Recently, the Food and Drug Administration (FDA), approved a device that will allow dermatologists a less invasive option to screen patients for melanoma, the deadliest form of skin cancer. The concept behind this unique tool, named MelaFind, is to examine worrisome moles and help dermatologists assess whether a biopsy is needed.
As with any cancer, early detection is the best hope for a patient’s survival. Doctors hope MelaFind will help them determine which atypical lesions might be cause for concern. The device works by scanning a lesion with a small camera housed in a shell that looks a small hair dryer. The image is then sent back to a computer program that uses “predefined image analysis algorithms,” to determine a positive or negative result. A positive result flags the lesion for immediate biopsy. Dermatologists are trained to look for changes in size, shape and color of lesions but admittedly, some can be a tough call.
Melanoma is the most common cancer in people aged 25-29, and only 26% of women in the US have had their skin checked by a dermatologist. In theory, the system has merit but nothing new gets rolled out in the medical community without some cautious concern, and MelaFind is no different. Some dermatologists, including one who initially reviewed MelaFind for the FDA a few years ago, worry that doctors will forego tried and true methods for examining lesions, which include the naked eye and a high-powered magnifier called a dermatoscope. They’re concerned MelaFind will create a false sense of security.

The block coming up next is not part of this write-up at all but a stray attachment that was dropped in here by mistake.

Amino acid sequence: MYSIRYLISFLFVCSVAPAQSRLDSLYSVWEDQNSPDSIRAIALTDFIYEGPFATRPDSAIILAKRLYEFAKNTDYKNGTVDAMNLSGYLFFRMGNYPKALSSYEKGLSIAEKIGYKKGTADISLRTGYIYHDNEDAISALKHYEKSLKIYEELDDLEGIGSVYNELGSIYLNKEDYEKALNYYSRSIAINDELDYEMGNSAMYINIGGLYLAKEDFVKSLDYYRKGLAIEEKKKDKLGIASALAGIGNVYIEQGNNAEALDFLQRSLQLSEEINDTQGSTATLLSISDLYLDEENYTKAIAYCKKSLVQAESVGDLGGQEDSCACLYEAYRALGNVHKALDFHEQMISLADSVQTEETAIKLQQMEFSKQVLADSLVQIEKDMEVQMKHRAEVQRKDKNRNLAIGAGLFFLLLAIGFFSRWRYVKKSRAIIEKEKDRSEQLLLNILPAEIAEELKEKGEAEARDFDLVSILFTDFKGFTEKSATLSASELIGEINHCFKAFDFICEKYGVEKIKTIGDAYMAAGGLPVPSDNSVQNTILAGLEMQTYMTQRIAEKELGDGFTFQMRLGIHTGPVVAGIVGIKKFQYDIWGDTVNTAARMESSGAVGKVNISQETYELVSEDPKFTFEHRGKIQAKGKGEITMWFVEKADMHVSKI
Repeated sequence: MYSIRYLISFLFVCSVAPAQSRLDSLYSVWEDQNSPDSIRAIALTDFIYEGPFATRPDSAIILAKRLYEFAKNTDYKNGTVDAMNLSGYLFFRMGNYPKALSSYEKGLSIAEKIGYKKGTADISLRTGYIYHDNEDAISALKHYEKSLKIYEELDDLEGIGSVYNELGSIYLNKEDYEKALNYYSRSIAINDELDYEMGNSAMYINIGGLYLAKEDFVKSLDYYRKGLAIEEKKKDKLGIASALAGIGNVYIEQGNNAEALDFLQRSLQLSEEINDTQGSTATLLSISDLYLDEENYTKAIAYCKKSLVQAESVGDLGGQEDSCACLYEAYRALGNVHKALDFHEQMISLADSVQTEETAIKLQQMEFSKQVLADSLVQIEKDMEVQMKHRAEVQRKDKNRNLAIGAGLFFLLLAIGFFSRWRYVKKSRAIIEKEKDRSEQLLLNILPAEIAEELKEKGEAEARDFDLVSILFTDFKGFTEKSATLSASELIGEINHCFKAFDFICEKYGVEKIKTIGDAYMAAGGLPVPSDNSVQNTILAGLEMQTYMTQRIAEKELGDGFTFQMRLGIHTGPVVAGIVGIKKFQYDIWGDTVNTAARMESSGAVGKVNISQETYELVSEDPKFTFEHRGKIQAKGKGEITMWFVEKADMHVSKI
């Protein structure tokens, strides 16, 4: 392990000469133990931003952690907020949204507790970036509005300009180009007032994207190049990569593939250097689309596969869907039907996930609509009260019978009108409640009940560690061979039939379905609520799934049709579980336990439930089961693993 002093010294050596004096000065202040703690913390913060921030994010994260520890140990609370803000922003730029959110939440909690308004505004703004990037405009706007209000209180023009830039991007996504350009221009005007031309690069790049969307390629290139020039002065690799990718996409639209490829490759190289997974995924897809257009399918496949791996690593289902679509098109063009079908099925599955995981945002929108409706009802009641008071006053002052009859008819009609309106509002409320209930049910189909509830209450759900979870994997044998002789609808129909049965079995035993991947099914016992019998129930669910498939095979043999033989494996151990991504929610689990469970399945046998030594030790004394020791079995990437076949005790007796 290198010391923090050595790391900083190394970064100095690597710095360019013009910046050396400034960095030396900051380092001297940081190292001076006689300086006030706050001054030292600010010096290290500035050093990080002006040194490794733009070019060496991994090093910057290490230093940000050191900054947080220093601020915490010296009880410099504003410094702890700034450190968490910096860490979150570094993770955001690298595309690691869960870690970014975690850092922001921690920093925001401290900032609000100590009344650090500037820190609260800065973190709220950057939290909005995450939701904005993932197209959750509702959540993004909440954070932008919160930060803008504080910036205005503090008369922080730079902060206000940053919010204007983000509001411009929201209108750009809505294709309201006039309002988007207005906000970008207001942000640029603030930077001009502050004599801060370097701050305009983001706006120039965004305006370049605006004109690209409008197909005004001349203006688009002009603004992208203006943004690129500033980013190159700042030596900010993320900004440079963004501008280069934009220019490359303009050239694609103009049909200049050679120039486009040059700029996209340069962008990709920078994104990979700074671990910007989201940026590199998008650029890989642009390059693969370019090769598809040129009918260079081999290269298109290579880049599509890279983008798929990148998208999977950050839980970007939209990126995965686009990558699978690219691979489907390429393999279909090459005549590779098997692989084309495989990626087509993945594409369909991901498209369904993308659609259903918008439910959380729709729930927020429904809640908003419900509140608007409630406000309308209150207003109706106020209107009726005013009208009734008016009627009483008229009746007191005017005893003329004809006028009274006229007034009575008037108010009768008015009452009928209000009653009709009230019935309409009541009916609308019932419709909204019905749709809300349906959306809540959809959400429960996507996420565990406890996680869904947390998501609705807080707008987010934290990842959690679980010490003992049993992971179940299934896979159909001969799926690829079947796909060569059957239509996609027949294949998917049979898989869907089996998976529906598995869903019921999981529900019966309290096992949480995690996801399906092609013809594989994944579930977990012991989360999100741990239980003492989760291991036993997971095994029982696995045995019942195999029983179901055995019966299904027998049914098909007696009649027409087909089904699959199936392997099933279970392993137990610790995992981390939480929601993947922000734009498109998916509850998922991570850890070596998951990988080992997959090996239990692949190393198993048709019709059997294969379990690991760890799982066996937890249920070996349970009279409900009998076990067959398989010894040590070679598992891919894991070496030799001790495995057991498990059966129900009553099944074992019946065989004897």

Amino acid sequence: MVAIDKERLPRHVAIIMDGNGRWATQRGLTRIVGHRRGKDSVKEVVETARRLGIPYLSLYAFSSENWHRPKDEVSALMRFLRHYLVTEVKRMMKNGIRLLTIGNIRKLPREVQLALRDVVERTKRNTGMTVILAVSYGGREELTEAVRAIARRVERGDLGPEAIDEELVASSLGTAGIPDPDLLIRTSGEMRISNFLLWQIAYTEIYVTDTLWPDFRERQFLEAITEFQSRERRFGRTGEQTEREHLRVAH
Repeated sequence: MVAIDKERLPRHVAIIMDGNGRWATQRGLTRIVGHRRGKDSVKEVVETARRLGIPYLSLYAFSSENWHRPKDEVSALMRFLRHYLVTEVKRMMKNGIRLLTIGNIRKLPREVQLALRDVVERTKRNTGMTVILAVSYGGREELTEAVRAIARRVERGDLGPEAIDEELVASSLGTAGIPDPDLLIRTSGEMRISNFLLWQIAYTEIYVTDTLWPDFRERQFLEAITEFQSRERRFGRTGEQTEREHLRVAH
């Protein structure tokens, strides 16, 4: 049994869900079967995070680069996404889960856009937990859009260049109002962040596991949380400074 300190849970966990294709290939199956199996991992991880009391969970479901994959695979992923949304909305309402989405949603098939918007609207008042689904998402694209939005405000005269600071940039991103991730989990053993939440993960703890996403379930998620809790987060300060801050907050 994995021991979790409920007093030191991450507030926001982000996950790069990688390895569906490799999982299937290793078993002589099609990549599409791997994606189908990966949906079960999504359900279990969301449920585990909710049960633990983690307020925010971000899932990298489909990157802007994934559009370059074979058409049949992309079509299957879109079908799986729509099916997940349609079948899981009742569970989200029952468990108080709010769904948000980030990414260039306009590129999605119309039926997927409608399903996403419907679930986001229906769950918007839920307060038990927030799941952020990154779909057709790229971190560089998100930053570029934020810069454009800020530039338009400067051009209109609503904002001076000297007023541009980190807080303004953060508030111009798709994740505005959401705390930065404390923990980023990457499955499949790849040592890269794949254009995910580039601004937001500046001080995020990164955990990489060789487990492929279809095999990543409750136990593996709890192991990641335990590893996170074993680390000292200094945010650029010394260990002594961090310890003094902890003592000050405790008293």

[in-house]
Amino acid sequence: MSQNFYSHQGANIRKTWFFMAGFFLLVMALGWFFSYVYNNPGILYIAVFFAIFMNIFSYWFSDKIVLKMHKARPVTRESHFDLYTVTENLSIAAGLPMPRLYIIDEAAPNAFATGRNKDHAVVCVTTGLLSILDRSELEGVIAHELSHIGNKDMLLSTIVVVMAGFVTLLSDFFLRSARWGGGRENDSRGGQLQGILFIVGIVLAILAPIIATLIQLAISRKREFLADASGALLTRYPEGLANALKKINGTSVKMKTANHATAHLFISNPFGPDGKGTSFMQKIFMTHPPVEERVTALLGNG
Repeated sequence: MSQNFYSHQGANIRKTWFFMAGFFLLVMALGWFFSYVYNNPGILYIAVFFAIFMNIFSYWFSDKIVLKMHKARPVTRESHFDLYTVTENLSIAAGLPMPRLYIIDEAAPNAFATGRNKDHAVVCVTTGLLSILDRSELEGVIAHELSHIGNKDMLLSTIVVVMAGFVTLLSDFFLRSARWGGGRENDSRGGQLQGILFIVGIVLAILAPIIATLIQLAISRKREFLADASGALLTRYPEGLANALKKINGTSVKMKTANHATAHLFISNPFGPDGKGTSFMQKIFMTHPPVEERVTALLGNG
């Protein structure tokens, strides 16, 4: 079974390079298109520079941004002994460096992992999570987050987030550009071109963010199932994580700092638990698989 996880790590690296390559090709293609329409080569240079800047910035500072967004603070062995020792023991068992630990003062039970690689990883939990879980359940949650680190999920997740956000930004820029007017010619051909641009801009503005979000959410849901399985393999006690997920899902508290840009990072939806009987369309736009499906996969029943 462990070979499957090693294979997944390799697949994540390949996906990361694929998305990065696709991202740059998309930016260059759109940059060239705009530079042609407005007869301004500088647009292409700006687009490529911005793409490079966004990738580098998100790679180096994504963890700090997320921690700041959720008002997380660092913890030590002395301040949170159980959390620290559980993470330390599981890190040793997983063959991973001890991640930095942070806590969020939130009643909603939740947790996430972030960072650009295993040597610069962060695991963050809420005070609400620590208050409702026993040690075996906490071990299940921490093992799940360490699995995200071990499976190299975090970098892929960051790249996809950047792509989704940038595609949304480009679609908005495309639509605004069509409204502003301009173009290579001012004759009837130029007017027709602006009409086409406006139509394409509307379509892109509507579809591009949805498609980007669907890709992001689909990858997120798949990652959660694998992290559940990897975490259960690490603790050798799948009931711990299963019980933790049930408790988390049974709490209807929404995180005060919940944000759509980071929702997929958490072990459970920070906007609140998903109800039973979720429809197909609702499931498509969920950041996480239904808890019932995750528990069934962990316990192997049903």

Proponents of MelaFind say they like having the ability to look at the depths of layers on an atypical mole, rather than just a topical view. Other doctors praise MelaFind for possibly eliminating unnecessary biopsies.
Currently, the use of MelaFind is only approved for dermatologists who undergo an intensive training course. A visit to the MelaFind website shows several dermatologists across the US are already using the equipment. A map on the site can direct you to the nearest MelaFind system nearest you. If you decide to use the technology, be prepared to pay. Patients pay $150.00 out of pocket for a single MelaFind scan. It is not currently covered by insurance.
Image via MelaFind.com